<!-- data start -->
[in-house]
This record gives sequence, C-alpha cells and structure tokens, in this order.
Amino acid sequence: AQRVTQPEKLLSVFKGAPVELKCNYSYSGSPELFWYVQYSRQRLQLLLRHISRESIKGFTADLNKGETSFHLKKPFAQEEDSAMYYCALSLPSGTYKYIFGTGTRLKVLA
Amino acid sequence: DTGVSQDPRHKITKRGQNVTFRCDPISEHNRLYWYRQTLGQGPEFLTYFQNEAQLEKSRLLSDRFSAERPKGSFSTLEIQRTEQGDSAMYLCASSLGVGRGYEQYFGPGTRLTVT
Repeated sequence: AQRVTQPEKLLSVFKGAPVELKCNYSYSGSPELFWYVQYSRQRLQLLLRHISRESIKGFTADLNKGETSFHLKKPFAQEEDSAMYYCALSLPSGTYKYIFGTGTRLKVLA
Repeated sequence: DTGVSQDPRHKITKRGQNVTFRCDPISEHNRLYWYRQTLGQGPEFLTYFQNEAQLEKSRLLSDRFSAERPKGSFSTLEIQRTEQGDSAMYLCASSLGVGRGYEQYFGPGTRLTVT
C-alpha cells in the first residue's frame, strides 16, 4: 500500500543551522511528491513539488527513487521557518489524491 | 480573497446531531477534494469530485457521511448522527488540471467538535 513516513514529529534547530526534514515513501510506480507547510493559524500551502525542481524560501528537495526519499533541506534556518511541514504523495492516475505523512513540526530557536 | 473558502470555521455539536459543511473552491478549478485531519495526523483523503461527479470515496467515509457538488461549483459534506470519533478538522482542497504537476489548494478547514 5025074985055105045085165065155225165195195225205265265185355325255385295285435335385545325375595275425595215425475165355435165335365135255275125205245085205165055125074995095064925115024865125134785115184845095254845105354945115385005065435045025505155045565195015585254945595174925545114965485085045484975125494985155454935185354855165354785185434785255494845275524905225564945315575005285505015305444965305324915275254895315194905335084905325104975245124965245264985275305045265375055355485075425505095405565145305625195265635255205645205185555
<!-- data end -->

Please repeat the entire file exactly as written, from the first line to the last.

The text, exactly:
[in-house]
This record gives sequence, C-alpha cells and structure tokens, in this order.
Amino acid sequence: AQRVTQPEKLLSVFKGAPVELKCNYSYSGSPELFWYVQYSRQRLQLLLRHISRESIKGFTADLNKGETSFHLKKPFAQEEDSAMYYCALSLPSGTYKYIFGTGTRLKVLA
Amino acid sequence: DTGVSQDPRHKITKRGQNVTFRCDPISEHNRLYWYRQTLGQGPEFLTYFQNEAQLEKSRLLSDRFSAERPKGSFSTLEIQRTEQGDSAMYLCASSLGVGRGYEQYFGPGTRLTVT
Repeated sequence: AQRVTQPEKLLSVFKGAPVELKCNYSYSGSPELFWYVQYSRQRLQLLLRHISRESIKGFTADLNKGETSFHLKKPFAQEEDSAMYYCALSLPSGTYKYIFGTGTRLKVLA
Repeated sequence: DTGVSQDPRHKITKRGQNVTFRCDPISEHNRLYWYRQTLGQGPEFLTYFQNEAQLEKSRLLSDRFSAERPKGSFSTLEIQRTEQGDSAMYLCASSLGVGRGYEQYFGPGTRLTVT
C-alpha cells in the first residue's frame, strides 16, 4: 500500500543551522511528491513539488527513487521557518489524491 | 480573497446531531477534494469530485457521511448522527488540471467538535 513516513514529529534547530526534514515513501510506480507547510493559524500551502525542481524560501528537495526519499533541506534556518511541514504523495492516475505523512513540526530557536 | 473558502470555521455539536459543511473552491478549478485531519495526523483523503461527479470515496467515509457538488461549483459534506470519533478538522482542497504537476489548494478547514 5025074985055105045085165065155225165195195225205265265185355325255385295285435335385545325375595275425595215425475165355435165335365135255275125205245085205165055125074995095064925115024865125134785115184845095254845105354945115385005065435045025505155045565195015585254945595174925545114965485085045484975125494985155454935185354855165354785185434785255494845275524905225564945315575005285505015305444965305324915275254895315194905335084905325104975245124965245264985275305045265375055355485075425505095405565145305625195265635255205645205185555